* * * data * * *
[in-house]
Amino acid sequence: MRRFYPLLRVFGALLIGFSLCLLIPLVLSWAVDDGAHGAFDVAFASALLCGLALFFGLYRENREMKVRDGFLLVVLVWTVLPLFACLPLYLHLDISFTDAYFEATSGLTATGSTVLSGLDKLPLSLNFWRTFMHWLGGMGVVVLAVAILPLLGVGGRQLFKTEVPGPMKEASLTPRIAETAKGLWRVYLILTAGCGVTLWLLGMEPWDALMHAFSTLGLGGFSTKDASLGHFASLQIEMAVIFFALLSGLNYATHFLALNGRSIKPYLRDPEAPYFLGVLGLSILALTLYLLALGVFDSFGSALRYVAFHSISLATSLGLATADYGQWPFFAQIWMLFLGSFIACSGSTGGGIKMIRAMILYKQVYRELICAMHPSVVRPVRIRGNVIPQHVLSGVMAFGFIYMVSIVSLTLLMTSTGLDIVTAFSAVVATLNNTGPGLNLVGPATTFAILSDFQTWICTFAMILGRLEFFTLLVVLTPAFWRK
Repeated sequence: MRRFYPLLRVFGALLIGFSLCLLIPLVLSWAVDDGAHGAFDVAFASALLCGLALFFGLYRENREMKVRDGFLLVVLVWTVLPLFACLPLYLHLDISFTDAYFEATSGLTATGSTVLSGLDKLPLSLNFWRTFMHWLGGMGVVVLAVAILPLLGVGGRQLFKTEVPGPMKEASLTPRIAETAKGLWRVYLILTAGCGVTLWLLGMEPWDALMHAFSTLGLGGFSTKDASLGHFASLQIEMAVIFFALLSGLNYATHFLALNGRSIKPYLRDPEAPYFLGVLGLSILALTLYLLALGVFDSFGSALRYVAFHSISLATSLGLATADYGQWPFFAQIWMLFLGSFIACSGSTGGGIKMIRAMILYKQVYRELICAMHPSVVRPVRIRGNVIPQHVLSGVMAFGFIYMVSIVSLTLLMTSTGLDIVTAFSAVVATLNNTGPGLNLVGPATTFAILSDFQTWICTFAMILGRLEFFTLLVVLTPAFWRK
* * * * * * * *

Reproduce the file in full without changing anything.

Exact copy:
[in-house]
Amino acid sequence: MRRFYPLLRVFGALLIGFSLCLLIPLVLSWAVDDGAHGAFDVAFASALLCGLALFFGLYRENREMKVRDGFLLVVLVWTVLPLFACLPLYLHLDISFTDAYFEATSGLTATGSTVLSGLDKLPLSLNFWRTFMHWLGGMGVVVLAVAILPLLGVGGRQLFKTEVPGPMKEASLTPRIAETAKGLWRVYLILTAGCGVTLWLLGMEPWDALMHAFSTLGLGGFSTKDASLGHFASLQIEMAVIFFALLSGLNYATHFLALNGRSIKPYLRDPEAPYFLGVLGLSILALTLYLLALGVFDSFGSALRYVAFHSISLATSLGLATADYGQWPFFAQIWMLFLGSFIACSGSTGGGIKMIRAMILYKQVYRELICAMHPSVVRPVRIRGNVIPQHVLSGVMAFGFIYMVSIVSLTLLMTSTGLDIVTAFSAVVATLNNTGPGLNLVGPATTFAILSDFQTWICTFAMILGRLEFFTLLVVLTPAFWRK
Repeated sequence: MRRFYPLLRVFGALLIGFSLCLLIPLVLSWAVDDGAHGAFDVAFASALLCGLALFFGLYRENREMKVRDGFLLVVLVWTVLPLFACLPLYLHLDISFTDAYFEATSGLTATGSTVLSGLDKLPLSLNFWRTFMHWLGGMGVVVLAVAILPLLGVGGRQLFKTEVPGPMKEASLTPRIAETAKGLWRVYLILTAGCGVTLWLLGMEPWDALMHAFSTLGLGGFSTKDASLGHFASLQIEMAVIFFALLSGLNYATHFLALNGRSIKPYLRDPEAPYFLGVLGLSILALTLYLLALGVFDSFGSALRYVAFHSISLATSLGLATADYGQWPFFAQIWMLFLGSFIACSGSTGGGIKMIRAMILYKQVYRELICAMHPSVVRPVRIRGNVIPQHVLSGVMAFGFIYMVSIVSLTLLMTSTGLDIVTAFSAVVATLNNTGPGLNLVGPATTFAILSDFQTWICTFAMILGRLEFFTLLVVLTPAFWRK